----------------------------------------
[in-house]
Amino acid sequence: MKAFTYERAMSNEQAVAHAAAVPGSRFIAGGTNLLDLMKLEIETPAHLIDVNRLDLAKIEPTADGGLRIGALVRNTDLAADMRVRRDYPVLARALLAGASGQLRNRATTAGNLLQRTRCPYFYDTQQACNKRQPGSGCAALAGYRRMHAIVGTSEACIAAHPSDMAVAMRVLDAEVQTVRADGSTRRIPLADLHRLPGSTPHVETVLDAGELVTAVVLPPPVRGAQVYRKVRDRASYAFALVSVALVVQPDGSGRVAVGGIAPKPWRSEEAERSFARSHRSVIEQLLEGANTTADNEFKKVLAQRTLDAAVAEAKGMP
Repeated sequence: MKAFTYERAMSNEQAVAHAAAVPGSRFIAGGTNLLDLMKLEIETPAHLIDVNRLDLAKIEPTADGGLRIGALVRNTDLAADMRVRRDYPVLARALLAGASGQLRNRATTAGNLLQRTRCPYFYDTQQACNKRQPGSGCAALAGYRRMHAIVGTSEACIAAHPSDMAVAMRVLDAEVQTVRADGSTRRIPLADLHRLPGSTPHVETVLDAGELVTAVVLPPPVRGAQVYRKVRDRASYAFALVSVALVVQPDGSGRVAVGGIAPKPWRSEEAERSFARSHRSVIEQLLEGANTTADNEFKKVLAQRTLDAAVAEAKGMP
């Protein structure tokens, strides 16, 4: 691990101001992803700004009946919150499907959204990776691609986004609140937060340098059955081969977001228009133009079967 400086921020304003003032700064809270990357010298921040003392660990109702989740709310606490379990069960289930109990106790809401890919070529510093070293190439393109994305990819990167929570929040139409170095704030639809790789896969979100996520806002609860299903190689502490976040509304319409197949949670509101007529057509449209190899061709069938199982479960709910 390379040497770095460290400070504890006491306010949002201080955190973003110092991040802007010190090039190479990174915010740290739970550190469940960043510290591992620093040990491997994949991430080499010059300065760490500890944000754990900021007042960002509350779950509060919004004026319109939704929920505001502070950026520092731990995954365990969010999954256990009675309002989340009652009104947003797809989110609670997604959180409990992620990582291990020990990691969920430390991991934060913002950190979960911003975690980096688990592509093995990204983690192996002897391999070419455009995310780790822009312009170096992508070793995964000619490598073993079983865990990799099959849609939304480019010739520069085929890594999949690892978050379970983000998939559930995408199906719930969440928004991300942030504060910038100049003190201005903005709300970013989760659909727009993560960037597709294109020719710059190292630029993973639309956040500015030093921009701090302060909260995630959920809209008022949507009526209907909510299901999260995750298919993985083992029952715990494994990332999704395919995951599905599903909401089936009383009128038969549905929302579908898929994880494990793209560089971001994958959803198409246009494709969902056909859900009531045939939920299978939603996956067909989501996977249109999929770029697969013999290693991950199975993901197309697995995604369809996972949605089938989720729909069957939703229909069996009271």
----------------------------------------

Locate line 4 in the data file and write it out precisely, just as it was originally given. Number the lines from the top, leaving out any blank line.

């Protein structure tokens, strides 16, 4: 691990101001992803700004009946919150499907959204990776691609986004609140937060340098059955081969977001228009133009079967 400086921020304003003032700064809270990357010298921040003392660990109702989740709310606490379990069960289930109990106790809401890919070529510093070293190439393109994305990819990167929570929040139409170095704030639809790789896969979100996520806002609860299903190689502490976040509304319409197949949670509101007529057509449209190899061709069938199982479960709910 390379040497770095460290400070504890006491306010949002201080955190973003110092991040802007010190090039190479990174915010740290739970550190469940960043510290591992620093040990491997994949991430080499010059300065760490500890944000754990900021007042960002509350779950509060919004004026319109939704929920505001502070950026520092731990995954365990969010999954256990009675309002989340009652009104947003797809989110609670997604959180409990992620990582291990020990990691969920430390991991934060913002950190979960911003975690980096688990592509093995990204983690192996002897391999070419455009995310780790822009312009170096992508070793995964000619490598073993079983865990990799099959849609939304480019010739520069085929890594999949690892978050379970983000998939559930995408199906719930969440928004991300942030504060910038100049003190201005903005709300970013989760659909727009993560960037597709294109020719710059190292630029993973639309956040500015030093921009701090302060909260995630959920809209008022949507009526209907909510299901999260995750298919993985083992029952715990494994990332999704395919995951599905599903909401089936009383009128038969549905929302579908898929994880494990793209560089971001994958959803198409246009494709969902056909859900009531045939939920299978939603996956067909989501996977249109999929770029697969013999290693991950199975993901197309697995995604369809996972949605089938989720729909069957939703229909069996009271």